On a sun-kissed, breezy day in late April, two gardens that were built by the veterans of the program—complete with a paved sections, winding paths, flower beds and a sofa—were easy to find. In the growing area, several raised beds were prepared and covered for strawberries, which is a difficult crop to grow everywhere, because a lot of different animals and pests love them. A red, Norman Rockwell-looking barn on the property is hosted Veterans to Farmers events.
Jamie Management, farm education coordinator at Denver Botanic Gardens, begins its fourth season of teaching the veterans of the’ course in Chatfield. He said that the biggest advantage for the participants is a sense of community.
“This is a group that is very deep in the concerns about the sustainable production of food,” Management said. “Farming is hard work that they love, so with other veterans and farmers, that part that gives them a lot of encouragement and support.”
Military veterans, who are accustomed to the rigors of discipline, hard work and getting their hands dirty, are well suited for agriculture career.
“They can re-connect with their community in a capacity where it feels like they wear, and that’s huge,” Murphy says. “When you give someone food and to watch their eyes light up and you grew that. It is a similar feeling, ” you honor our country, thank you for your service.’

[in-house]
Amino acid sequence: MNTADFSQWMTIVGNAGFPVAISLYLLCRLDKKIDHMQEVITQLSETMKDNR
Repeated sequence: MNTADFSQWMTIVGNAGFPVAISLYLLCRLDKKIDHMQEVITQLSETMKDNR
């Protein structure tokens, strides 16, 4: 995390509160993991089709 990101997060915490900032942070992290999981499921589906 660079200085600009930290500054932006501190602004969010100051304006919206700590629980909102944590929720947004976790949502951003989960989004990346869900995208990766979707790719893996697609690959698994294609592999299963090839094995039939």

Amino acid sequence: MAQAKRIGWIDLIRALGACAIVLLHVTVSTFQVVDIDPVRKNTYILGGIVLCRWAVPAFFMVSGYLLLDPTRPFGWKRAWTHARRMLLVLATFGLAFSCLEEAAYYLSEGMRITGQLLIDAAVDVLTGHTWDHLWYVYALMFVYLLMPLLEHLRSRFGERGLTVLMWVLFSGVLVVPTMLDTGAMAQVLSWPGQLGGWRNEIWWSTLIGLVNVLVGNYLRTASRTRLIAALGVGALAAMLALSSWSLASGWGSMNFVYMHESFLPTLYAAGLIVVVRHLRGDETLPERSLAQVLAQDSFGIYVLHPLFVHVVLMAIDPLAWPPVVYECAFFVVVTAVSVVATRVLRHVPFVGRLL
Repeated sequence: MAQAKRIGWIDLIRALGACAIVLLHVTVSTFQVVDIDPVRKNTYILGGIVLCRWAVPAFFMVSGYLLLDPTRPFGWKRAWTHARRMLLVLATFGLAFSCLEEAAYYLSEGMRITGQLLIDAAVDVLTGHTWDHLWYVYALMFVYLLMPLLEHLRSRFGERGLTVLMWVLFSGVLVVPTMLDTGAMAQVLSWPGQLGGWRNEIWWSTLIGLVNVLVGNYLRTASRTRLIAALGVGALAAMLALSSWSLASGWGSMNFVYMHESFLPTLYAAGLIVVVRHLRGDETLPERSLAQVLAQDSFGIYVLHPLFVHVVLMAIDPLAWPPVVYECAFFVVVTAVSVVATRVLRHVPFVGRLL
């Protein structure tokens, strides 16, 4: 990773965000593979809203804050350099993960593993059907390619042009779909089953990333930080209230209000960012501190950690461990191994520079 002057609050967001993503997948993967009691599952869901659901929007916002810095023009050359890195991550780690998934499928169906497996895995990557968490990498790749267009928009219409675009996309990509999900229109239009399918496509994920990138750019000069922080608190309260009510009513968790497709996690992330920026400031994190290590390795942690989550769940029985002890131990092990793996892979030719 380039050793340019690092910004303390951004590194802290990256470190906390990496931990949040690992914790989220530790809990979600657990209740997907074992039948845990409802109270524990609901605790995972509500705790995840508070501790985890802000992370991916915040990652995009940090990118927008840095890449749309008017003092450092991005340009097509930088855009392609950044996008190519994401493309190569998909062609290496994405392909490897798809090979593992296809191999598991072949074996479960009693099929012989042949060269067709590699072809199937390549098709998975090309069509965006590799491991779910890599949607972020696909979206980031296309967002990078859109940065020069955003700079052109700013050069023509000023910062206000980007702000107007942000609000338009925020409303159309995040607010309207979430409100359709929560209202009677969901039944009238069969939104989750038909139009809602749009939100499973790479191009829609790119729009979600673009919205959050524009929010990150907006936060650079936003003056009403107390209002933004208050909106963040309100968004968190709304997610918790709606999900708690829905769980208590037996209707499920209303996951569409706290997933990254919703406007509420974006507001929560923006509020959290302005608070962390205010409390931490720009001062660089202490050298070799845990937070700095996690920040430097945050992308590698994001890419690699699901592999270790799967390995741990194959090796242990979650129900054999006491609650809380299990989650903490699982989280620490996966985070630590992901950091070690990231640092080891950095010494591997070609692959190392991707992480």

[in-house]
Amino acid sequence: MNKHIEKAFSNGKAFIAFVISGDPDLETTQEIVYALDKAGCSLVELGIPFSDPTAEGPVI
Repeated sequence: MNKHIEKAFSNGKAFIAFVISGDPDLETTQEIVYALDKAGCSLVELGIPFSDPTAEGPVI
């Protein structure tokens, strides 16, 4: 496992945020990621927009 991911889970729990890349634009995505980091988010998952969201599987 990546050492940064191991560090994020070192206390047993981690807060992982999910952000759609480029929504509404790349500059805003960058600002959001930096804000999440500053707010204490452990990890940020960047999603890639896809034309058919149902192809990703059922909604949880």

Rich Murphy, on the left, with a range of past and current participants in the Veterans to Farmers program in his home in Fort Collins, Colorado.
(Christopher Carbone/Fox News)
Muranyi has recently started to work in Hazel Dell Mushrooms Farm in Fort Collins. He helps at the farmer’s market, and is three days per week to assist with the growing and harvesting shitake, lion’s mane, and other mushrooms.
“I love the work and it’s given me a chance to learn more about fungi,” he said.
O’brien, who was the first military journalist on the ground in Iraq and Afghanistan, said that they want to continue with her own agricultural education, finding work in the industry and maybe homestead on her own farm one day.
“Programs such as VTF offer great opportunities for veterans to do what they do best: creating, troubleshooting, project managing and leading people in a direction that is in its entirety, the best for everyone involved,” she said.
The vets in the program to complete a survey on topics including the mental health program at the beginning and end for the measurement of the success, but Murphy said the most powerful feedback that he gets is when vets pull him loose at the end to explain why it matters so much for them.
“If you don’t ever have a farmer, that is okay. But if you get three or four really good veteran friends and you hang out and talk about the plants and maybe grow tomatoes—that’s f—king great. That is a victory,” says Murphy.
Christopher Carbone is a reporter covering global affairs, technology and national news for FoxNews.com. He can be reached at email@example.com or on Twitter @christocarbone.